Thanks to a peer-reviewed study published in the journal Nature Materials, and made known per Futurism, it seems the path to the sci-fi movie trope of mind control is closer than you’d think—well, it’s only in flies for now, but you get the idea.
A team of collective researchers from Rice University, Duke University, Brown University and Baylor College of Medicine have successfully ‘hacked’ into the brains of a group of fruit flies, controlling and commanding their winged movements with their very own wireless remote control.
But how does this actually work? Well, the group of experts began this endeavour by first developing genetically-engineered flies specifically bred to emit a specialised heat-sensitive ion channel that would, upon activation, cause the insects to spread their wings, Futurism reported. And how do they control them with this heat-sensitive ion channel, you ask?
The GMO-bugs are injected with magnetic iron oxide nanoparticles that become their “heat trigger” and would become heated in the presence of a magnetic field. So, after turning on a magnetic charge externally, the iron oxide nanoparticles inside the flies were warmed and thus, the wing-specific ions were ‘turned on’—leaving them to be controlled remotely by the scientists. They were able to essentially make the fruit flies spread their wings in as little as half a second.
“Remote control of select neural circuits with magnetic fields is somewhat of a holy grail for neurotechnologies. Our work takes an important step toward that goal because it increases the speed of remote magnetic control, making it closer to the natural speed of the brain,” study author Jacob Robinson, an associate professor in electrical and computer engineering at Rice, said in a press release—heralding the progress of the study to lead author Charles Sebesta as the member behind the idea of using ion channels sensitive to temperature change.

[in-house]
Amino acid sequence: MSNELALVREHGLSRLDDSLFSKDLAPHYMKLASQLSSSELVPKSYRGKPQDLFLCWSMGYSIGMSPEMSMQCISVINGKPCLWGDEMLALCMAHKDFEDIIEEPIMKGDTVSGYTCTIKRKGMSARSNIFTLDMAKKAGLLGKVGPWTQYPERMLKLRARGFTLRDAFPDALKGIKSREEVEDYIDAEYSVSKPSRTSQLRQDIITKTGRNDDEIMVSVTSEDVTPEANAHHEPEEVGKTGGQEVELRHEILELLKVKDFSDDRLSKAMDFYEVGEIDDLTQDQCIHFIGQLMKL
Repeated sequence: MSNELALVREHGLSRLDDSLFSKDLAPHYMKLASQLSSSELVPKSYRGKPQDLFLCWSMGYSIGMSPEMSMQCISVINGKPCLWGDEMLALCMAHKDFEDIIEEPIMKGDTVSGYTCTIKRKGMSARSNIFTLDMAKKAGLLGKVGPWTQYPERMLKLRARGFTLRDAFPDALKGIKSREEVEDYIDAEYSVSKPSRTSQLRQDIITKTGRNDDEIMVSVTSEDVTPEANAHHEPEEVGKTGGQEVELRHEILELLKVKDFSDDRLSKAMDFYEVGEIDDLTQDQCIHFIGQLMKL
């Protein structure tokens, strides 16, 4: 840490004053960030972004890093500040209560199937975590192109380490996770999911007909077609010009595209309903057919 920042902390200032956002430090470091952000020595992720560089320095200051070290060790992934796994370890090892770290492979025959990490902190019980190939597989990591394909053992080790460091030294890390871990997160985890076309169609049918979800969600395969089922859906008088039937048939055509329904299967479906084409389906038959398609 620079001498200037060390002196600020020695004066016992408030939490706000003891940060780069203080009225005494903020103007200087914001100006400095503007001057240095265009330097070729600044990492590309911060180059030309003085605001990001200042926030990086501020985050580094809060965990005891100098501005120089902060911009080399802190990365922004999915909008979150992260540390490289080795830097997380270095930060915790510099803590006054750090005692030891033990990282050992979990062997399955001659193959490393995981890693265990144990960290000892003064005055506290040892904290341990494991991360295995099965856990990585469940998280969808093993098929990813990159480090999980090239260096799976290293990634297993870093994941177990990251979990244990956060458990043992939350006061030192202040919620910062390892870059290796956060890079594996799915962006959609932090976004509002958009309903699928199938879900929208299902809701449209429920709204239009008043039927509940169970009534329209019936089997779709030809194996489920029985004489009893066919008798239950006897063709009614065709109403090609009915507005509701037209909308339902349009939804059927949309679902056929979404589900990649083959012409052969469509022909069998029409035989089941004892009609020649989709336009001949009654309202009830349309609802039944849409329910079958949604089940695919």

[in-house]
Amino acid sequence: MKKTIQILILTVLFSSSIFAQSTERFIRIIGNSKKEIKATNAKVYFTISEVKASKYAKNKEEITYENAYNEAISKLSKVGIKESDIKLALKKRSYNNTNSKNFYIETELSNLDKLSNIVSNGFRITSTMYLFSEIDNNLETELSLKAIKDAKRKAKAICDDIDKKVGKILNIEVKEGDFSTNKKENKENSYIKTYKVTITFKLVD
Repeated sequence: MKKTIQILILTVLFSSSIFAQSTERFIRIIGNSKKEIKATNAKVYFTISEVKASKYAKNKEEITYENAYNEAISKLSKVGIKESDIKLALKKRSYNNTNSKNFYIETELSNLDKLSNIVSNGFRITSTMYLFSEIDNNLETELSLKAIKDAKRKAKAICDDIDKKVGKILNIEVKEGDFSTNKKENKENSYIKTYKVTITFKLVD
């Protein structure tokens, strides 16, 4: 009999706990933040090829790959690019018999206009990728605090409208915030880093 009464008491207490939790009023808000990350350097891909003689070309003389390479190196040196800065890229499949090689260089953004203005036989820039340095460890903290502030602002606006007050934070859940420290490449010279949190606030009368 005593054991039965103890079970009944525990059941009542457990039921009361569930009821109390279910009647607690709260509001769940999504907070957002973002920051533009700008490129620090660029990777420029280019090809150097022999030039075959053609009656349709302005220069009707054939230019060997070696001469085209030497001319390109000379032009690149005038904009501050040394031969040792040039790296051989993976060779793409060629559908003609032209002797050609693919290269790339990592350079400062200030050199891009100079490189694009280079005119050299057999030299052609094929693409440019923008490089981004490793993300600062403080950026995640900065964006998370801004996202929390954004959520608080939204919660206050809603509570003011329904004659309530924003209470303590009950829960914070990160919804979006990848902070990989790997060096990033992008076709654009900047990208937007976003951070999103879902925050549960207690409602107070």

For the collection of researchers, this newfound success in neurological control is a revolutionary, progressive step towards harbouring and developing advancing treatments for diseases of the brain—to include both less-invasive surgical procedures and even brain communication devices.
For instance, as part of the press release, Robinson also mentioned a project in which he is a principal investigator. Project MOANA (which stands for ‘magnetic, optical and acoustic neural access’) is focused on creating “headset technology that can both ‘read’, or decode, neural activity in one person’s visual cortex and ‘write’, or encode, that activity in another person’s brain.”
An example of how this could work is a case that Robinson’s team is currently trying to tackle as part of its research. The MOANA science team is hoping to use such technologies in its goal to partially restore vision to blind patients by stimulating areas of the brain associated with vision.
“The long-term goal of this work is to create methods for activating specific regions of the brain in humans for therapeutic purposes without ever having to perform surgery,” Robinson said. “To get to the natural precision of the brain we probably need to get a response down to a few hundredths of a second. So there is still a ways to go.”
For decades now, scientists have been connecting the impulses our brain generates whenever we do something—be that moving, speaking or simply sensing—not only to understand and treat brain diseases but also to help people with disabilities. Using Brain-computer interfaces (BCIs), researchers have been aiming to restore movement in people with paralysis and potentially help treat neurological and psychiatric diseases. And it certainly looks like they’re getting somewhere.